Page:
The Fayette County Board of Education voted unanimously Monday to buy and lease property for a new permanent home for the STEAM Academy.
STEAM Academy, which stands for Science, Technology, Engineering, Arts and Mathematics, opened in 2013 with 148 students in the old Johnson Elementary School building on East Sixth Street in downtown Lexington. It emphasizes dual credit opportunities and internships to give students a head start on college.
The school board took two actions Monday:
▪ Purchased from a holding company the former Imani Baptist Church for $10.6 million. The church is a 113,000 square-foot building on 22 acres of land at 1555 Georgetown Road.
Imani Baptist Church and Family Life Center was sold for $10.5 million to its lender, Central Bank, at a Fayette Master Commissioner’s sale in October. Imani and Central Bank had been at odds legally for several years, the Herald-Leader reported, with Imani insisting that it had been the victim of a poorly structured deal. Central Bank had said in court filings that it was trying to put an end to its effort to help the church work through the financial issues that put it in default.
▪ Empowered the superintendent to negotiate a lease agreement with Bluegrass Community and Technical College for 50,000 square feet of its Cooper Drive property as BCTC operations are moving to its new campus on Newtown Pike.
Beginning with the 2018-19 school year, students in grades 10 through 12 will be housed in BCTC’s Cooper Drive building, which is located on the University of Kentucky’s campus in Lexington. Until the 1555 Georgetown Road building can be renovated, ninth graders at STEAM Academy will remain in their current facility on East Sixth. After the Imani building is renovated, 9th graders in STEAM will move there.
STEAM currently has 327 students, district spokeswoman Lisa Deffendall said Tuesday.
“This has been a priority for our school district for years,” said Fayette County Public Schools Superintendent Manny Caulk. “Even before I was hired, our staff has been working diligently behind the scenes, investigating leads and visiting potential sites. I’m thrilled to tell our students, staff and families at STEAM Academy that they will be in their new facilities soon.”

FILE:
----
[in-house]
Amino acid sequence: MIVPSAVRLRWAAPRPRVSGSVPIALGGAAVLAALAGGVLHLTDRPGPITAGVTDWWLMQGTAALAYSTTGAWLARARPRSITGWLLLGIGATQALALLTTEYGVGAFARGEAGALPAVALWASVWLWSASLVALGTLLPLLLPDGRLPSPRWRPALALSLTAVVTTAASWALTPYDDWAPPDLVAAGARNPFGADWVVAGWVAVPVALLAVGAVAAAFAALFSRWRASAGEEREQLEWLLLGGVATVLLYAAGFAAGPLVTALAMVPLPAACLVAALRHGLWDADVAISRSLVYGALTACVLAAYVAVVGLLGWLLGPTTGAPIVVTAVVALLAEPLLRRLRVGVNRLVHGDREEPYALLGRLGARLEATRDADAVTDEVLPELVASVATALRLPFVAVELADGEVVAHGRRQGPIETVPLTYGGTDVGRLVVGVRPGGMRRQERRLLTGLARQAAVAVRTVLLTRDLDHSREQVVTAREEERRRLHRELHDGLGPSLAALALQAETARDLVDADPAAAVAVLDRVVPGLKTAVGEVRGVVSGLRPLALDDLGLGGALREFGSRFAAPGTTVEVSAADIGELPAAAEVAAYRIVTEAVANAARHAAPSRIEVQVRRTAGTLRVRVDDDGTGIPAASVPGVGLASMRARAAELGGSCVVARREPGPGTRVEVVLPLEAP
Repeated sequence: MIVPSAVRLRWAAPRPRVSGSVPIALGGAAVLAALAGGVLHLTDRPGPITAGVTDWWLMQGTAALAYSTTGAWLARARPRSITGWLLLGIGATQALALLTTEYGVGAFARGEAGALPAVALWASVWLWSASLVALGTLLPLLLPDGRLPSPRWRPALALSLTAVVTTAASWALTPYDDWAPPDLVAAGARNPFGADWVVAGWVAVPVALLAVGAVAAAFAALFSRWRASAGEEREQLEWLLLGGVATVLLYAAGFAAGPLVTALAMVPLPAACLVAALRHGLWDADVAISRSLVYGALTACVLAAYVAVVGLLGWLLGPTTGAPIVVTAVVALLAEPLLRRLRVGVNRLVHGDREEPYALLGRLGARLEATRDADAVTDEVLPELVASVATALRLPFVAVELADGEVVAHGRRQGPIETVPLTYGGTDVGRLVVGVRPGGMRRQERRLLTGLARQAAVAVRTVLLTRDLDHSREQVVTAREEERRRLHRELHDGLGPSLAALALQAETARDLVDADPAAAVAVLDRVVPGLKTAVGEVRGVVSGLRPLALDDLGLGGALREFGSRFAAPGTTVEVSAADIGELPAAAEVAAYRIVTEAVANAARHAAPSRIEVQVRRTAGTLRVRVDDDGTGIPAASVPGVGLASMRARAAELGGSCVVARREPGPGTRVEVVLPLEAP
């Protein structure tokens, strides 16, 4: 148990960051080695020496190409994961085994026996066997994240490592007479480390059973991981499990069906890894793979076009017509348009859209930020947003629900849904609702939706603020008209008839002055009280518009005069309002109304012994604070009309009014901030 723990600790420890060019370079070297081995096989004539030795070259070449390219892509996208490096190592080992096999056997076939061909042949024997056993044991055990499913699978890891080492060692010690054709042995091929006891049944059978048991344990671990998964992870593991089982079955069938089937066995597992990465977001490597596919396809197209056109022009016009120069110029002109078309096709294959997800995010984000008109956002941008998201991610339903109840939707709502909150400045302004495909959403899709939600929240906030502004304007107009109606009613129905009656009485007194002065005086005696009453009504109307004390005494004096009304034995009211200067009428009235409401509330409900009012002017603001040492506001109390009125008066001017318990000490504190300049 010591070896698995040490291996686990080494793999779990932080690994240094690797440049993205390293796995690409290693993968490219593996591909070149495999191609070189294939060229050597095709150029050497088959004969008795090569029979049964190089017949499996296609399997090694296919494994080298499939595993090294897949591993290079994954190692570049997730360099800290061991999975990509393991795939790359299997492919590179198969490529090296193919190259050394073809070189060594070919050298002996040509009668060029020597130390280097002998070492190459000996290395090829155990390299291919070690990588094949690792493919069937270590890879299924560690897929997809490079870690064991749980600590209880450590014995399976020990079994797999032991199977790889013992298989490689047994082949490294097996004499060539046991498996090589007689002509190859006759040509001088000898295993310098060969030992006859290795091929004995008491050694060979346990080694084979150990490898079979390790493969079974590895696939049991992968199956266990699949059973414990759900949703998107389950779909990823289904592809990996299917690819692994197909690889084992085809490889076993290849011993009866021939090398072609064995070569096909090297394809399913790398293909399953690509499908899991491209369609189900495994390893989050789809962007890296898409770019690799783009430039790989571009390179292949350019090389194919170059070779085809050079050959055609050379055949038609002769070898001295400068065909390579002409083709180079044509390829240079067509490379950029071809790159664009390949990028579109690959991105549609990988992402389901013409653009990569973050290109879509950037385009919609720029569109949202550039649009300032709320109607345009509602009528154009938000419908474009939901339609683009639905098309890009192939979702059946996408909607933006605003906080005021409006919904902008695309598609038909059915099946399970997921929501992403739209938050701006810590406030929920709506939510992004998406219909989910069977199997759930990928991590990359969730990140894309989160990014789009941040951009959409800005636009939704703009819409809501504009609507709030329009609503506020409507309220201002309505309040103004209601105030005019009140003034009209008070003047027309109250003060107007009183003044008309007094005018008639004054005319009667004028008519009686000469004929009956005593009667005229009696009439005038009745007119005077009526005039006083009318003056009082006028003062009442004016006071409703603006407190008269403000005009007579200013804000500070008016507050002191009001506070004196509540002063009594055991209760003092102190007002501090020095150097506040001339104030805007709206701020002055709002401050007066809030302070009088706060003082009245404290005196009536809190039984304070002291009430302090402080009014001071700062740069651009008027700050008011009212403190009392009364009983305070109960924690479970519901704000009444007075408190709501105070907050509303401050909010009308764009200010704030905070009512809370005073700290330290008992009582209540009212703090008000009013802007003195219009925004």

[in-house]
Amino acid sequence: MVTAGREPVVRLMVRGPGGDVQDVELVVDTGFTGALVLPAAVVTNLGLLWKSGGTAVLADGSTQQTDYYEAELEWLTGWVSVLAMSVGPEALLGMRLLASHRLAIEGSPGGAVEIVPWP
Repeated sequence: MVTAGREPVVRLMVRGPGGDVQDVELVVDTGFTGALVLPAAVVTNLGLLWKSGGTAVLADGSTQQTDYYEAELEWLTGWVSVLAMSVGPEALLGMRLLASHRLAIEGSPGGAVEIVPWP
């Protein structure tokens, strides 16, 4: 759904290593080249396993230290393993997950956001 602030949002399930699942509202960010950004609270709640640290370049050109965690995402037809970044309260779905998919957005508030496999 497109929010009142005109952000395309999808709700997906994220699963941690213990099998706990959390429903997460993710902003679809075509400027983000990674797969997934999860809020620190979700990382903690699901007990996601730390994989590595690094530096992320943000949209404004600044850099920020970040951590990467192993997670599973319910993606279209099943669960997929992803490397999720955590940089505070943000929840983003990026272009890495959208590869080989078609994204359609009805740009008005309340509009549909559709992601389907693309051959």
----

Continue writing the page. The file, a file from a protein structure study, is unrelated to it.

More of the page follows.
Caulk said the school board’s action “enhances our existing Opportunity Middle College program at the Cooper Drive location and opens the door to future innovation such as an early college model in which students are dually enrolled in the school district and BCTC.”
Deffendall said the BCTC building is not big enough to accommodate all STEAM students, which is why 9th graders will be in a separate building. She said if additional space becomes available at BCTC, the district will consider locating 9th graders there along with the other grades.
Bluegrass Community and Technical College President/CEO Augusta A. Julian said that “bringing the STEAM Academy students onto the Cooper Campus addresses students’ individual needs and gives them extra support to be successful. We appreciate working with the FCPS administration and board and know that this kind of partnership will support students to move more quickly and successfully into college.”
Caulk said that the acquisition of the building at 1555 Georgetown Road will meet several needs for the district. The location will also house the district’s re-engagement and dropout prevention academy, which is still in the planning stages. District officials said Monday night they did not anticipate the STEAM ninth graders moving in time for the 2018-19 school year.
“In the long-term, we also envision using this space as an innovation incubator where we can pilot high quality programs and schools of choice for students who live in the area,” Caulk said. “For example, I could see us developing a K-8 pre-STEAM Academy to offer an increase in choice and expanded opportunities for families in that area.”
The school district has had problems in finding a permanent home for the STEAM Academy.
A plan to move to the University of Kentucky campus in 2015 fell through prior to Caulk being hired.
The school board voted in 2013 to buy a former Winn-Dixie site to house the program, but the purchase was not completed.
STEAM Academy principal Tina Stevenson praised the board’s action Monday in a district news release.
“We are very excited to have a permanent location for STEAM Academy. The location of both campuses will provide STEAM students and staff with optimal access to both Bluegrass Community and Technical College and the University of Kentucky,” she said. “We look forward to strengthening our partnerships with both institutions.”